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Author: Shinji Nakamura

caused by either a translational displacement of the simulated eye position in the horizontal direction, or by an angular rotation of the simulated eye direction along the yaw axis. The former made the visual stimulus obtain motion parallax, which could be a cue for depth perception, but the latter did

In: Multisensory Research

198 , 221 – 231 . Sanders M. C. Chang N. N. Hiss M. M. Uchanski R. M. Hullar T. E. ( 2011 ). Temporal binding of auditory and rotational stimuli , Experimental Brain Research 210 , 539 – 547 . Soyka F. Giordano P. R. Beykirch K. A. Bülthoff H

In: Seeing and Perceiving

Information about a sound source’s location in the front/back dimension is present in the relation between head rotation and the resulting changes in interaural time- or level-difference cues. The use of such dynamic cues for localization requires the auditory system to have access to an accurate representation of the orientation and motion of the head in space. We measured, in active and passive rotation conditions, and as a function of head-rotation angle and velocity, normally hearing human listeners’ ability to localize front and rear sources of a low-frequency (0.5–1 kHz) noise band that was not accurately localizable in the absence of head motion. Targets were presented while the head was in motion at velocities of 50–400°/s (active neck rotation) or 25–100°/s (whole-body passive rotation), and were gated on and off as the head passed through a variable-width spatial window. Accuracy increased as window width was increased, which provided access to larger interaural cue changes, but decreased as head-turn velocity increased, which reduced the duration of the stimuli. For both active and passive rotation, these effects were almost exactly reciprocal, such that performance was related primarily to the duration of the stimulus, with ∼100 ms duration required for 75% correct front/back discrimination regardless of the cue-change magnitude or mode of rotation. The efficacy of the dynamic auditory cues in the passive rotation condition suggests that vestibular input is sufficient to inform the auditory system about head motion.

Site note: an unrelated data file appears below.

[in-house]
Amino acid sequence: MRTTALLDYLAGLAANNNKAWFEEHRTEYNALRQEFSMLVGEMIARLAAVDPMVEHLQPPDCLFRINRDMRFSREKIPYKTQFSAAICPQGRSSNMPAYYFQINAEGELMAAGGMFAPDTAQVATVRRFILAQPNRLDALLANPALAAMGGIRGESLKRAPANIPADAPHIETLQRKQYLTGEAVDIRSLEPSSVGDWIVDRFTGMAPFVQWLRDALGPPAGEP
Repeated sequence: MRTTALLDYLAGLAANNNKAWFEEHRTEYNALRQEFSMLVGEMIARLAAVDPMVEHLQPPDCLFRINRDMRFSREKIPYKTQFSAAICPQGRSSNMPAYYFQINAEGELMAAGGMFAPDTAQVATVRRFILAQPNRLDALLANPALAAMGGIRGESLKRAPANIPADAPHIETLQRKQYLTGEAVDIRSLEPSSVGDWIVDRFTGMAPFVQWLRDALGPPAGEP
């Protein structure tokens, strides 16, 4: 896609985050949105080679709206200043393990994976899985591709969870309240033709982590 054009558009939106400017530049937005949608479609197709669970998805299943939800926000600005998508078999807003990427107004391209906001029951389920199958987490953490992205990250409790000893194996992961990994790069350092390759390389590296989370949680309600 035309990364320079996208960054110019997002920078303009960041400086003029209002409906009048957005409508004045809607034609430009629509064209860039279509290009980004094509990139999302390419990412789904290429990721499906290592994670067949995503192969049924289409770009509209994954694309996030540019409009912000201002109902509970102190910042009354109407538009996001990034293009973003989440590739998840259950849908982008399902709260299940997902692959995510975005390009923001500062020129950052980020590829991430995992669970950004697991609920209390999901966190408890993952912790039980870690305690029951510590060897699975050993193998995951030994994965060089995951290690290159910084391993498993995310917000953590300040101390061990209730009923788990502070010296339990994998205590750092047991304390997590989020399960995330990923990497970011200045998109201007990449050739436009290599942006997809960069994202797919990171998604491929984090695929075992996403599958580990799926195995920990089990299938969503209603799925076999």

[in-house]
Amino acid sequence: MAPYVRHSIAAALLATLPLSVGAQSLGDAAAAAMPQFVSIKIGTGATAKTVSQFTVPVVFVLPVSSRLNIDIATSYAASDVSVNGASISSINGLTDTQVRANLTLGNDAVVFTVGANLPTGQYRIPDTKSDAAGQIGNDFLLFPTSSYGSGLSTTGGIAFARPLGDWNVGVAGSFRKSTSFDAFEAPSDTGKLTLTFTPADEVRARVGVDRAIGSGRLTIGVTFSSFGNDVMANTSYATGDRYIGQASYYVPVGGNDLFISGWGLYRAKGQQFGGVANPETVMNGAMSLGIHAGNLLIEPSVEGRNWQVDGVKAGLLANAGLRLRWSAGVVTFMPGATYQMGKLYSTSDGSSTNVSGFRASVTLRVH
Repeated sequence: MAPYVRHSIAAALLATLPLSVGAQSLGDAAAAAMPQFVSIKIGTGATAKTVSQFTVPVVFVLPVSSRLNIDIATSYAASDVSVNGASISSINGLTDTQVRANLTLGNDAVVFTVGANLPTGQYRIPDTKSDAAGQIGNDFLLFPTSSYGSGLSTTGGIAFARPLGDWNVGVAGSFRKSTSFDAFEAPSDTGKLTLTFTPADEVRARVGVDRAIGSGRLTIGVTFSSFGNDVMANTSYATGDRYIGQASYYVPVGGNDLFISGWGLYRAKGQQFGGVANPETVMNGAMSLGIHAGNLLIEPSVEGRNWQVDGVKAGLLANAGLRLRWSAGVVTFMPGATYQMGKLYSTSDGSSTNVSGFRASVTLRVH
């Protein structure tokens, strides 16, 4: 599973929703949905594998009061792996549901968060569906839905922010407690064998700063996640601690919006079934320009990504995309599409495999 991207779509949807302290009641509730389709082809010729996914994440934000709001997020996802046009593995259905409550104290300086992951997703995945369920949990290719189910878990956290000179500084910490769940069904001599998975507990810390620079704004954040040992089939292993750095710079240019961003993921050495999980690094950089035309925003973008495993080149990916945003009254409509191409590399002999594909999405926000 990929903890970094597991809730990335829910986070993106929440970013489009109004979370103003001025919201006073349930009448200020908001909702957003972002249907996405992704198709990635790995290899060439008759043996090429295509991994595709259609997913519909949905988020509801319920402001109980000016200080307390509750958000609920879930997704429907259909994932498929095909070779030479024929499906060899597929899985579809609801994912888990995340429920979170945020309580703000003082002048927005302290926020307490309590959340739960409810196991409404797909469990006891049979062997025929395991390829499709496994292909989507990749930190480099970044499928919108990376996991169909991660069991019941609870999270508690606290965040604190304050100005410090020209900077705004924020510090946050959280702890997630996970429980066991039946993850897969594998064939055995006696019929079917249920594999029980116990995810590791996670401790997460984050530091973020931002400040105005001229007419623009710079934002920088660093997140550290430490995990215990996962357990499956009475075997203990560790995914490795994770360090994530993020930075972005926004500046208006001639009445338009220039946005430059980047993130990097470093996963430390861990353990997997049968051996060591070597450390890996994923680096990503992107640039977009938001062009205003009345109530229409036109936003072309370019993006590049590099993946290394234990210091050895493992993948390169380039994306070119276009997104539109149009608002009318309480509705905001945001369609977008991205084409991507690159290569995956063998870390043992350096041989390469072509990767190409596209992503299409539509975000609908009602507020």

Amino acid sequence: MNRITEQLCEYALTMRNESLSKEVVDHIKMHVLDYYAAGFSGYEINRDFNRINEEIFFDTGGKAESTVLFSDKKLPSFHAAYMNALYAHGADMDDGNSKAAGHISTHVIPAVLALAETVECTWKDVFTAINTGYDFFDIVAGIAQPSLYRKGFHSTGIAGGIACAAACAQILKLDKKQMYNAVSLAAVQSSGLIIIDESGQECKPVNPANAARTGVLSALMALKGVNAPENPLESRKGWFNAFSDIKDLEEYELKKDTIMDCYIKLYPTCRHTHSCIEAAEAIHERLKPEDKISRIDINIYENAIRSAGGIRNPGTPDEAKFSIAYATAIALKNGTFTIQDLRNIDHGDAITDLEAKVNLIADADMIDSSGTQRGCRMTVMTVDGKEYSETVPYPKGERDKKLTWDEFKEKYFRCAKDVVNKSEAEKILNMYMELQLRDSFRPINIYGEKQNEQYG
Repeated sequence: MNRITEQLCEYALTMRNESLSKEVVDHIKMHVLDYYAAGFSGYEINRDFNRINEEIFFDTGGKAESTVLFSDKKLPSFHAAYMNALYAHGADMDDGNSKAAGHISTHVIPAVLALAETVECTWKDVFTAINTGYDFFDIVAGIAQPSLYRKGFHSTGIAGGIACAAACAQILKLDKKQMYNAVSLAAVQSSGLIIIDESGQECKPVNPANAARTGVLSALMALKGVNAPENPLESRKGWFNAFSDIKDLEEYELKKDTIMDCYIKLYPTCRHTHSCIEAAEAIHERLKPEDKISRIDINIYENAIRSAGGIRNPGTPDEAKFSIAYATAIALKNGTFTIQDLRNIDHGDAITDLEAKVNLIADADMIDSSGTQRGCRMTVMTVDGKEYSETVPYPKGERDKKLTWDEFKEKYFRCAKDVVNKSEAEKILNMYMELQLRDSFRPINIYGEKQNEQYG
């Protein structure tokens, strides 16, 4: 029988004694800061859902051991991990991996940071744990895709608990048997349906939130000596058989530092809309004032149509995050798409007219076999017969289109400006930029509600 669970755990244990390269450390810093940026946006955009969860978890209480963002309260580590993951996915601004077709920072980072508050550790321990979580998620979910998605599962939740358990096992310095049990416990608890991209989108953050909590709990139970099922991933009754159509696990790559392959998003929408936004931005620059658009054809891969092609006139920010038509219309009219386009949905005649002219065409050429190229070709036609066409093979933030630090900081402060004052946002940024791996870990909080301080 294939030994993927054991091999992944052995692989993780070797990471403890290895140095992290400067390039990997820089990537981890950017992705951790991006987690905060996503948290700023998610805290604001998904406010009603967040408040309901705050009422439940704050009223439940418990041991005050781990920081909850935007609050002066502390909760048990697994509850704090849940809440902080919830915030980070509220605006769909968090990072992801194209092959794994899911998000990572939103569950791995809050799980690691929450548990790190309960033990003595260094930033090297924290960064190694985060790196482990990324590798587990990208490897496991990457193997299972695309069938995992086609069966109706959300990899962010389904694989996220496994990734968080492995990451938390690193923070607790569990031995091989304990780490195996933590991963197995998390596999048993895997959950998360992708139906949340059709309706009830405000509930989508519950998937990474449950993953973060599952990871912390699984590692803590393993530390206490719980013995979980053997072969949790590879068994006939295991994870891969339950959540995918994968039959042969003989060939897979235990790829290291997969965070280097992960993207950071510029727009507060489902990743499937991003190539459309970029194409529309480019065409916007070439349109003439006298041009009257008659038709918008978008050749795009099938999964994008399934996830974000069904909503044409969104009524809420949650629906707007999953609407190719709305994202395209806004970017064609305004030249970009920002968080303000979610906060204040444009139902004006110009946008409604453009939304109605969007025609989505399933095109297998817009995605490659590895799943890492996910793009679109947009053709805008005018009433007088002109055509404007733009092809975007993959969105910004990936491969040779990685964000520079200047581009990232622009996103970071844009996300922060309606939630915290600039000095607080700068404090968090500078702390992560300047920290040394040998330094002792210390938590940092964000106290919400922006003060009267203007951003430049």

In: Seeing and Perceiving

Soybean ( Glycine max (L.) Merr.) is an important multi-purpose crop worldwide. In the USA, it is produced mostly in rotation with maize ( Zea mays L.), and the soybean cyst nematode (SCN; Heterodera glycines Ichinohe) is its most persistent pest (Donald et al. , 2006 ). Ever since its

In: Nematology

Seeing and Perceiving 23 (2010) 241–261 brill.nl/sp Detecting Sudden Changes in Dynamic Rotation Displays J. Timothy Petersik ∗ and Rachael L. Thiel Ripon College, Department of Psychology, Ripon College, P.O. Box 248, Ripon, WI 54971, USA Received 17 September 2009; accepted 30 April 2010

In: Seeing and Perceiving

Seeing and Perceiving 23 (2010) 373–383 brill.nl/sp Testing the Egocentric Mirror-Rotation Hypothesis Cornelius Muelenz ∗ , Heiko Hecht and Matthias Gamer Institute of Psychology, Johannes-Gutenberg-Universität Mainz, Wallstrasse 3, 55099 Mainz, Germany Received 9 November 2009; accepted 18

In: Seeing and Perceiving

Seeing and Perceiving 24 (2011) 315–350 brill.nl/sp Partitioning Contrast or Luminance Disparity into Perceived Intensity and Rotation Richard S. Hetley 1 , ∗ and Wm Wren Stine 2 , ∗ 1 University of California, 3151 Social Science Plaza A, Irvine, CA 92697-5100, USA 2 Department of Psychology